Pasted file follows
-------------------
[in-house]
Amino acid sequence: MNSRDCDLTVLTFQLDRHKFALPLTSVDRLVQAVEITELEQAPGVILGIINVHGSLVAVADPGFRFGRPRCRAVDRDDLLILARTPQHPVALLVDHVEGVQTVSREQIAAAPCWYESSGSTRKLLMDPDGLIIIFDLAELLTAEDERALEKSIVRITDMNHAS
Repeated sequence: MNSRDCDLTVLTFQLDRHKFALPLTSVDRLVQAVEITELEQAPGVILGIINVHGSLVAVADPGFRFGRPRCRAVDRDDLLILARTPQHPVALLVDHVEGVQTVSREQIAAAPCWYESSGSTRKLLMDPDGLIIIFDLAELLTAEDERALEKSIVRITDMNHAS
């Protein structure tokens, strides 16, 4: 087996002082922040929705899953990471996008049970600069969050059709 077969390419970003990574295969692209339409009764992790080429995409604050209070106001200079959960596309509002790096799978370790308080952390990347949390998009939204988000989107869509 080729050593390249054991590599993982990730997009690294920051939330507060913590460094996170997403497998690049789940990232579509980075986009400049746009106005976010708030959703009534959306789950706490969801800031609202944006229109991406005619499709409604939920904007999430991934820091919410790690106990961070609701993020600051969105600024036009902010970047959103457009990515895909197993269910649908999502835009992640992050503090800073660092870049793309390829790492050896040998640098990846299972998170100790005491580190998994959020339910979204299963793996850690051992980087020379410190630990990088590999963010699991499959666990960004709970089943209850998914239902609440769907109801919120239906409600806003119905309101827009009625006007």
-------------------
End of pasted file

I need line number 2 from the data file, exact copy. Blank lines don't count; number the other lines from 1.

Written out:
Amino acid sequence: MNSRDCDLTVLTFQLDRHKFALPLTSVDRLVQAVEITELEQAPGVILGIINVHGSLVAVADPGFRFGRPRCRAVDRDDLLILARTPQHPVALLVDHVEGVQTVSREQIAAAPCWYESSGSTRKLLMDPDGLIIIFDLAELLTAEDERALEKSIVRITDMNHAS